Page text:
When natural disasters strike, quickly getting the right aid to people is difficult at best. Doing so amid the worst pandemic in a century increases that challenge dramatically.
For thousands of Americans displaced this year by hurricanes, floods and wildfires — plus those trying to avoid COVID-19 — getting their drugs and medical supplies has been critical.
Healthcare Ready, a tiny disaster preparedness and response group, serves as a crucial hub for coordinating donations and shipments of medicines, protective gear and other supplies to those in need.
The Associated Press recently talked with its executive director, Nicolette Louissaint.
Q: What led to your group’s formation in 2005?
A: After Hurricane Katrina, there was a lot of frustration. Pharmaceutical companies knew they could do more to help but didn’t know how to get their medicines into shelters, because they didn’t have relationships with law enforcement, public health agencies or the Red Cross. They decided, let’s do this as a coalition.
Q: How do you prepare for disasters?
A: We make sure we’re refreshing our contacts every year, touching every state’s emergency management and health organizations. We work with national groups with a local presence in many communities, like churches and the NAACP. We do preparedness projects to identify populations that would have the greatest medical needs after a disaster.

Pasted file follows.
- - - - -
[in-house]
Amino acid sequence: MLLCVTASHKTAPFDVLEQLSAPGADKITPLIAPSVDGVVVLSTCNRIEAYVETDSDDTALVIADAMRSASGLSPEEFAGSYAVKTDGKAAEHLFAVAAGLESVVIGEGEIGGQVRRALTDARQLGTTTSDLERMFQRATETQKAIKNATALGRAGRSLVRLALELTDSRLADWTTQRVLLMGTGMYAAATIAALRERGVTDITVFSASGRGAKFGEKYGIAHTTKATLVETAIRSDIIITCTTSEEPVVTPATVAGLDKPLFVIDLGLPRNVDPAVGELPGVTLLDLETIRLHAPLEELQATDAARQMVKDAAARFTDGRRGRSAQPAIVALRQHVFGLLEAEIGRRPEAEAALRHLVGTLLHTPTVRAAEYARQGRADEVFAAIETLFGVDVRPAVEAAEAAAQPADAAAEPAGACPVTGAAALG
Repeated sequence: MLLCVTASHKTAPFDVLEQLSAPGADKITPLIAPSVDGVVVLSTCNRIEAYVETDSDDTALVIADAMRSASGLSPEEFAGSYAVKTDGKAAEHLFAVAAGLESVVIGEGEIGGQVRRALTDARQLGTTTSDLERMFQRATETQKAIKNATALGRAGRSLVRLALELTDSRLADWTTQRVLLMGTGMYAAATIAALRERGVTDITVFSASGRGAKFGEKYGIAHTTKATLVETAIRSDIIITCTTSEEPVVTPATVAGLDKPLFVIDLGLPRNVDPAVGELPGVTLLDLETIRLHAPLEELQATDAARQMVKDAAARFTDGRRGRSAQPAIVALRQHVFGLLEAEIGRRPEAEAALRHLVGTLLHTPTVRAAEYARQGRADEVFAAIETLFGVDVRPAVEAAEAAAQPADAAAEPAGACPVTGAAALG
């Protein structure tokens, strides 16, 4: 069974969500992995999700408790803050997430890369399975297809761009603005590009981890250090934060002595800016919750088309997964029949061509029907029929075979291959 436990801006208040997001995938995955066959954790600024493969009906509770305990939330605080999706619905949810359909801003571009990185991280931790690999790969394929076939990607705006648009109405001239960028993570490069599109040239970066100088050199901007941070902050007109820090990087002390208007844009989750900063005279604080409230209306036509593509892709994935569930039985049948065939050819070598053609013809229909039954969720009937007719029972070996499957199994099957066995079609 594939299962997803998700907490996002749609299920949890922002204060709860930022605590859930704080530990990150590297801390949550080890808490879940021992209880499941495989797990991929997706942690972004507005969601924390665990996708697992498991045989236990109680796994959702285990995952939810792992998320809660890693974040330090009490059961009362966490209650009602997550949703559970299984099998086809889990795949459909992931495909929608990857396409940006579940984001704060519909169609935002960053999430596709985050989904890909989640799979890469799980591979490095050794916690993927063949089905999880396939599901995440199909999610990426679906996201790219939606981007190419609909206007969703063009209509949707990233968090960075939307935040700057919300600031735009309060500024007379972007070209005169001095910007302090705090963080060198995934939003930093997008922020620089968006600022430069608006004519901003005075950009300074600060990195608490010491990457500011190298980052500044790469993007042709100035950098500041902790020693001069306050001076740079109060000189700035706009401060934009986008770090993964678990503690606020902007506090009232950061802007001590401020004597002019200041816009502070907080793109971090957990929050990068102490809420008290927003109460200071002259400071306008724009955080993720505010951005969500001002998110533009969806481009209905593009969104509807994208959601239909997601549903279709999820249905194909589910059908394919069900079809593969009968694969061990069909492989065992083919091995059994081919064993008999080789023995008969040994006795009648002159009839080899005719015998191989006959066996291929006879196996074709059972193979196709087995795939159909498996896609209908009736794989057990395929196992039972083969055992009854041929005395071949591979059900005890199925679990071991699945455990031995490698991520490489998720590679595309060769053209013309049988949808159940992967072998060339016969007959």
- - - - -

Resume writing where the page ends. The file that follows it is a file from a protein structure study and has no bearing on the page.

Q: How has your work evolved since Hurricanes Harvey, Irma and Maria hit in 2017?
A: The landscape has only gotten more and more difficult. It’s the intensity of the events and the frequency. Being poised to jump in and provide support for multiple intensive events is the hardest challenge, and that’s what COVID has been testing for us.
Q: During the pandemic, medicines largely remained available. What’s been your focus?
A: We continue to work closely with the manufacturers and distributors of personal protective equipment, to have a single clearinghouse for our emergency management agency partners. We worked with the National Governors Association to vet and create a list of credible suppliers of those products. We worked with Project Hope and the Business Roundtable to identify products needed and then distribute their donations to community groups, nursing homes and clinics.
We do a lot of info sharing. We set up our “RX Open” map so people could see where pharmacies were open before leaving home amid stay-at-home orders.
Q: Are you helping with the wildfires?
A: We’re working with pharma and the Red Cross, making sure everyone isn’t sending the same thing. We’re working with pharmacies to be sure they have the medicines they need. We have some partners prepared to provide donations for individuals who’ve lost their homes.
Q: How is Healthcare Ready funded?
A: We receive contributions from the associations for drug manufacturers, distributors, chain pharmacies and other companies, plus other grants and donations.